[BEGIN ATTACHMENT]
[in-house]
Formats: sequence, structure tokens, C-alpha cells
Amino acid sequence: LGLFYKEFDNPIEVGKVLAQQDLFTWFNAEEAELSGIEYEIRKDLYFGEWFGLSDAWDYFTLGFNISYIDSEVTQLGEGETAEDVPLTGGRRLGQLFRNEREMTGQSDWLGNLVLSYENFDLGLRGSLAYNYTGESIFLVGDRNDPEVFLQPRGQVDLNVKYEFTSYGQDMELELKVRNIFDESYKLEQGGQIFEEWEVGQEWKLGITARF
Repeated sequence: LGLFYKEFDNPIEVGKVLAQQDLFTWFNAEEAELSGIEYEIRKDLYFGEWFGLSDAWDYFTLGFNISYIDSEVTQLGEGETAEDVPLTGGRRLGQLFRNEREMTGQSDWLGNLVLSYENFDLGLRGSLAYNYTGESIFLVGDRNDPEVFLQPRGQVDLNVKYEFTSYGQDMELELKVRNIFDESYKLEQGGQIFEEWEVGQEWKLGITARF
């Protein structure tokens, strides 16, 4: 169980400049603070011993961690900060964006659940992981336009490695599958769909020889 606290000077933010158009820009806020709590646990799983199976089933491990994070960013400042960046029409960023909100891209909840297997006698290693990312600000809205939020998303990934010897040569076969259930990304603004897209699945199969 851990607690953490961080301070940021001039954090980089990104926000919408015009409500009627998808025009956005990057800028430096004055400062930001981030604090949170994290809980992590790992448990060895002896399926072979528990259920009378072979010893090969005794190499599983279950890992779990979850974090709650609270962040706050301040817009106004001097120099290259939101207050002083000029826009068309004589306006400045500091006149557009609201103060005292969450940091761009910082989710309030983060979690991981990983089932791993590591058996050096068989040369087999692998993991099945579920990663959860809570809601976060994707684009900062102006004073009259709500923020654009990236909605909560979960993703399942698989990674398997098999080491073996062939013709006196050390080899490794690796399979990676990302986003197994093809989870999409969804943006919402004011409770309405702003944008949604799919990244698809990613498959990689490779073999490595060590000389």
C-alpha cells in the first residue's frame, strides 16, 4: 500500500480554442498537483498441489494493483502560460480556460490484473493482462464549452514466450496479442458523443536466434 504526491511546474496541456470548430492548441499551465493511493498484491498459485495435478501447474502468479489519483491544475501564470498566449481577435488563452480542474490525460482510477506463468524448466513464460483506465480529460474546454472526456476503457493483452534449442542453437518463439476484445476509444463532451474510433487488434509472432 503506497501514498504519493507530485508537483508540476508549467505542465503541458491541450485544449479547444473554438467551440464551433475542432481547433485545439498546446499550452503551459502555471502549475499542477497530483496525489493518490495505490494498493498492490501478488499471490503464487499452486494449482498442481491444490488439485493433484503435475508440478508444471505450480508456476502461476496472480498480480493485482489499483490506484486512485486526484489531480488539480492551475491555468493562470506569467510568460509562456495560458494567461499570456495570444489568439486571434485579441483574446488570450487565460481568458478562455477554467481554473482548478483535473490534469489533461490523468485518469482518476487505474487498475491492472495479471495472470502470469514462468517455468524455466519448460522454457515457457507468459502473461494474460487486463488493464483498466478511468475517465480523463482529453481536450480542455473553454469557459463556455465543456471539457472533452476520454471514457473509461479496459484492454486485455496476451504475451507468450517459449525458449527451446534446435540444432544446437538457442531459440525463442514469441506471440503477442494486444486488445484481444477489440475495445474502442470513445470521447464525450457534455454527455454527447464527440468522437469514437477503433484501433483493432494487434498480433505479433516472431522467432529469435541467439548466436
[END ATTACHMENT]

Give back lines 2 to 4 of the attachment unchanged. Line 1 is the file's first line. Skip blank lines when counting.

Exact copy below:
Formats: sequence, structure tokens, C-alpha cells
Amino acid sequence: LGLFYKEFDNPIEVGKVLAQQDLFTWFNAEEAELSGIEYEIRKDLYFGEWFGLSDAWDYFTLGFNISYIDSEVTQLGEGETAEDVPLTGGRRLGQLFRNEREMTGQSDWLGNLVLSYENFDLGLRGSLAYNYTGESIFLVGDRNDPEVFLQPRGQVDLNVKYEFTSYGQDMELELKVRNIFDESYKLEQGGQIFEEWEVGQEWKLGITARF
Repeated sequence: LGLFYKEFDNPIEVGKVLAQQDLFTWFNAEEAELSGIEYEIRKDLYFGEWFGLSDAWDYFTLGFNISYIDSEVTQLGEGETAEDVPLTGGRRLGQLFRNEREMTGQSDWLGNLVLSYENFDLGLRGSLAYNYTGESIFLVGDRNDPEVFLQPRGQVDLNVKYEFTSYGQDMELELKVRNIFDESYKLEQGGQIFEEWEVGQEWKLGITARF